Social media, websites, demonstrations, and one-on-one contact can all be used in recruiting, but since many districts do not have debate below the high school level, educating both students and parents about competitive debate is often the necessary first step, especially for those trying to start or to build a debate program. This requires concentrated effort, imaginative strategies, and time.
Debaters within any program will have various levels of experience and talent, and helping students develop their skills takes strategic planning and individualized instruction. Coaches must balance short-term and long-term goals for each debater and for the entire squad.
In creating a tournament schedule, the coach must coordinate with the official contest and school schedules, consider budget constraints, and take into account other activities in which squad members are involved. Allowing students in athletics, theatre, band, choir, etc. to also participate in debate may mean some cannot attend tournaments when events conflict. This complicates planning the schedule but offers more students the opportunity to learn and grow.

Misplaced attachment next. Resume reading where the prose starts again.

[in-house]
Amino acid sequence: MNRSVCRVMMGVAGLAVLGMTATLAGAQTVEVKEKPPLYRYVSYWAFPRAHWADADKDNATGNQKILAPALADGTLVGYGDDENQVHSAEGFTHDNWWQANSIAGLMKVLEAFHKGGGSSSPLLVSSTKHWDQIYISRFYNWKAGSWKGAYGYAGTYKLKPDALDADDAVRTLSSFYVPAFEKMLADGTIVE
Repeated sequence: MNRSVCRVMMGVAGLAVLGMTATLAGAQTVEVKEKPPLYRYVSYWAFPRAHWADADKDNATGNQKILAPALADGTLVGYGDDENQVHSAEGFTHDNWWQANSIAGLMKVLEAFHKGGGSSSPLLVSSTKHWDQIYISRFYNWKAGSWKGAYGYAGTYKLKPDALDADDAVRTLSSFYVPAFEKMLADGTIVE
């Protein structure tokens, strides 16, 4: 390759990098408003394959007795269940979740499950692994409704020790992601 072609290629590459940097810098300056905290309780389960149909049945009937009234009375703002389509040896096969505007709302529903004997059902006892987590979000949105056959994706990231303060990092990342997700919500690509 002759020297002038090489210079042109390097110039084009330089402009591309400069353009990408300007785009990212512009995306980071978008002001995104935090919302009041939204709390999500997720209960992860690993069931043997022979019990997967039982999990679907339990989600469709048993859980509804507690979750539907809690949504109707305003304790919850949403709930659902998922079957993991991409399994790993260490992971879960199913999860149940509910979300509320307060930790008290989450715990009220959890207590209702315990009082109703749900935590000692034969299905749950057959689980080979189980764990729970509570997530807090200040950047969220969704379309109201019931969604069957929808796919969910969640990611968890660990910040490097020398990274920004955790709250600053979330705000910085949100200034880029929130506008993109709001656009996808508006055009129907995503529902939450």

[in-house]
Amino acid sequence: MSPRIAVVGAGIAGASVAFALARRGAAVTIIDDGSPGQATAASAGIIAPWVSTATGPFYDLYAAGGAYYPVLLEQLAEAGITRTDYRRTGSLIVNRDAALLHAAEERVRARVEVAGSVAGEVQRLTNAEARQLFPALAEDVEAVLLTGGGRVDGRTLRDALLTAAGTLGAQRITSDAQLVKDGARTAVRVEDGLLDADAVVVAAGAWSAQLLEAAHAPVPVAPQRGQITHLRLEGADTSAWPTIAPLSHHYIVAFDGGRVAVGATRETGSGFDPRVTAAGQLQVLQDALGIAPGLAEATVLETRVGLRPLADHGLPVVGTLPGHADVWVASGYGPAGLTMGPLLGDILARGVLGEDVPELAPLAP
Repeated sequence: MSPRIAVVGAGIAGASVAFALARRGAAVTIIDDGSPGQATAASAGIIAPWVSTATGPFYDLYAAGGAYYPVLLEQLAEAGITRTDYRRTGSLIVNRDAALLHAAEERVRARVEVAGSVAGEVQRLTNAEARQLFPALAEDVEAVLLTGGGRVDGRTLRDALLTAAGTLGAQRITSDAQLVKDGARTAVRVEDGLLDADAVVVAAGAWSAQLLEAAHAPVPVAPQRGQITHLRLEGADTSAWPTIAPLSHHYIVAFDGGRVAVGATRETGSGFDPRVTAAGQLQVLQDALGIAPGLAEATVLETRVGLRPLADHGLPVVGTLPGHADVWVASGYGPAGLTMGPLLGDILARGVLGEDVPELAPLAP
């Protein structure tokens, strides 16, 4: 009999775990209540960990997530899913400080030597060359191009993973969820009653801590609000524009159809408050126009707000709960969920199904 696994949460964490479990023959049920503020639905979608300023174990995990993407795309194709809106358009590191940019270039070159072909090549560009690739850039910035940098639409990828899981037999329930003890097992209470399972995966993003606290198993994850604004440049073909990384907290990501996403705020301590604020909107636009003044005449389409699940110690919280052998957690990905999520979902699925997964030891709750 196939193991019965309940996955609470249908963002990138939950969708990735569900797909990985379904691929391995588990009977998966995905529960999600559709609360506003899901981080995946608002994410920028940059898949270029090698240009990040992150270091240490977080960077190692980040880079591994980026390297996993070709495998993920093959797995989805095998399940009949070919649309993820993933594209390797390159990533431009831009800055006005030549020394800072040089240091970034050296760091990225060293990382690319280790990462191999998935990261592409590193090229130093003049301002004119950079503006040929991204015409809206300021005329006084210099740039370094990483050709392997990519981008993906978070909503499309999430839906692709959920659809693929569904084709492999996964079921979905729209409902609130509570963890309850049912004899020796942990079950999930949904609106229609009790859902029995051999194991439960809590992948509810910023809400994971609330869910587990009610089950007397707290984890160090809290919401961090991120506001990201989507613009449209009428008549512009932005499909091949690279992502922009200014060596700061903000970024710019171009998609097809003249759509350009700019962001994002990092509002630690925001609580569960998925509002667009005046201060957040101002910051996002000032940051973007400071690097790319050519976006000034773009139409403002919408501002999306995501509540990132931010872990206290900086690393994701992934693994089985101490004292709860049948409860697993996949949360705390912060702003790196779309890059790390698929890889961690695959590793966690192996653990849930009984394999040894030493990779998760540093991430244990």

Competition must be selected that suits the diverse needs of the squad’s debaters, although this usually increases the number of weekends the coach is working. Some tournaments offer winners qualifications to advance to higher levels of state or national competition, which is important for advanced debaters. Smaller tournaments might be included for novice debaters, giving them experience and a reasonable chance of success.
No one becomes an educator or coach expecting to become wealthy, but hardworking coaches deserve respect and appreciation, and coaching stipends should reflect the multiple responsibilities and workloads they carry. Sufficient funding and other support for activities programs is a good ‘business’ decision for school districts, as it supports their mission of providing a variety of learning experiences, empowering students to develop their potential to the fullest.